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Spotting the difference in foreign made M1s vs USGI

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Hello all, here is a guide to help you in spotting foreign made M1 helmets versus actual US manufacture ones.

 

First up, is a Danish model of the M1. I will start with the liner. From the outside, it sort of looks like a US made, with the insignia hole, but it is easily spottable by looking at the lack of a nape strap, the color of the webbing, the color of the liner, and the thickness of it.

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In the inside of the shell (all rear seamed), there is a very noticable mark.

 

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Note that the chinstraps are attached with metal clips. They have approximately the same size hardware as the Korea and later ones, but they are missing the ball that secures it in. The part with the pronged end is longer, and has a adjustor. The one with the receiving end is shorter and doesn't adjust.

 

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Next are the French made M51 and M55 variants. This one is a M55. The shell and liner are very symmetrical, and the inside of the shell and liner are marked Paris and the year they were made. The earlier ones had a resin liner similar to the WWII US ones, but these ones are plastic. Do not let the cork finish, color and sewn on chinstraps fool you.

 

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And I THINK this is a Norwegian model. It is scarily similar to the WWII and Korea, Early VN liners and I was fooled by it. Fortunately, it was only $25, so I learned my lesson and am passing it on to you guys.

 

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This is a liner made in the 80s. It is US, but not WWII, Korea, or Vietnam. In case the pictures are hard to see, the webbing is attached to the liner by six snaps. The color of the material of the liner varied throughout the several years it was made.

 

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Next is a Korean War era M1 helmet liner. It is similar in many aspects to WWII liners, but the color of the webbing is a darker OD7 in comparison to the light OD3 of WWII liners. The liner chinstrap is a copy of a WWII strap that is a replacement, and not original to the liner.

 

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The straps on this late WWII Schlueter rear seam helmet are a OD7. They are bartacked to the shell, and have the same hardware as the OD3 types used throughout the war.

 

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Now, to round this all off and give you a glimpse of WWII helmets, this is a fixed bail helmet from WWII. It has OD3 chinstraps, and a 100% WWII liner. For those who do not know what a "bail" is, poke around the great reference here and the helmets section. In a nutshell, early WWII = front seam, fix bail, mid WWII = front seam, swivel bail, late WWII and beyond = rear seam fixed bail.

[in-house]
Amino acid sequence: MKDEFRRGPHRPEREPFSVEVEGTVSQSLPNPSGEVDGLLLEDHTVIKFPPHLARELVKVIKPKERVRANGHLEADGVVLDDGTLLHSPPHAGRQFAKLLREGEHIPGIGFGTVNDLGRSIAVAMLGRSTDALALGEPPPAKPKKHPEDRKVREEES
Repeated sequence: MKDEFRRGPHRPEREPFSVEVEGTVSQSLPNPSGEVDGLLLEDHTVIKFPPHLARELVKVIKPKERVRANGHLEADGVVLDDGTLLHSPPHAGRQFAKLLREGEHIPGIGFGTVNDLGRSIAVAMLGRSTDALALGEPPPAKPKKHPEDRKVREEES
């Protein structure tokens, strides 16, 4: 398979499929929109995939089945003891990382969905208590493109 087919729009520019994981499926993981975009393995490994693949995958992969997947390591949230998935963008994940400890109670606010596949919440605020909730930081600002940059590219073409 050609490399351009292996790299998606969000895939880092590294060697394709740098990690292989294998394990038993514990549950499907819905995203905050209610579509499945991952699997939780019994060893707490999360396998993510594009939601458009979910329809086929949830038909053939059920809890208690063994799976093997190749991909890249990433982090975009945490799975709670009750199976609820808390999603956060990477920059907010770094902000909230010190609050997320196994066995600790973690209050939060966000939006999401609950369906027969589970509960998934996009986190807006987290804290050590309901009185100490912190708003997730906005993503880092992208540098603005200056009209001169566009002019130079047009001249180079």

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Now, to round this all off and give you a glimpse of WWII helmets, this is a fixed bail helmet from WWII. It has OD3 chinstraps, and a 100% WWII liner. For those who do not know what a "bail" is, poke around the great reference here and the helmets section. In a nutshell, early WWII = front seam, fix bail, mid WWII = front seam, swivel bail, late WWII and beyond = rear seam fixed bail.

 

post-4251-1261188695.jpg

 

FUBAR - rear seam swivel bail*


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I would say its a Firestone overstamp.US made.

 

Has the added webbing for the chin cup.

 

Parachutists model.Post WW2


In Memoriam:
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Might be a field made Rigger if the A webbings are not under the original webbing and another rivet was added, Yes I agree with Firestone over stamp but check the rivets for an added one!!

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And I THINK this is a Norwegian model. It is scarily similar to the WWII and Korea, Early VN liners and I was fooled by it. Fortunately, it was only $25, so I learned my lesson and am passing it on to you guys.

 

attachicon.gif CIMG1045.JPG

This is a Danish M48 OTAN (liner for sure) first type, while first images you posted are from a second type. Sometimes, in first type liners, you can get hardware like sweat band, nape strap from US WW2 (mine has a nape strap with united carr rivets).

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In the inside of the shell (all rear seamed), there is a very noticable mark.

 

attachicon.gifCIMG1039.JPG

 

Note that the chinstraps are attached with metal clips. They have approximately the same size hardware as the Korea and later ones, but they are missing the ball that secures it in. The part with the pronged end is longer, and has a adjustor. The one with the receiving end is shorter and doesn't adjust.

 

attachicon.gifCIMG1040.JPG

 

That mark CF stands for Civil Defense and there helmets were grey (army helmets were green)

 


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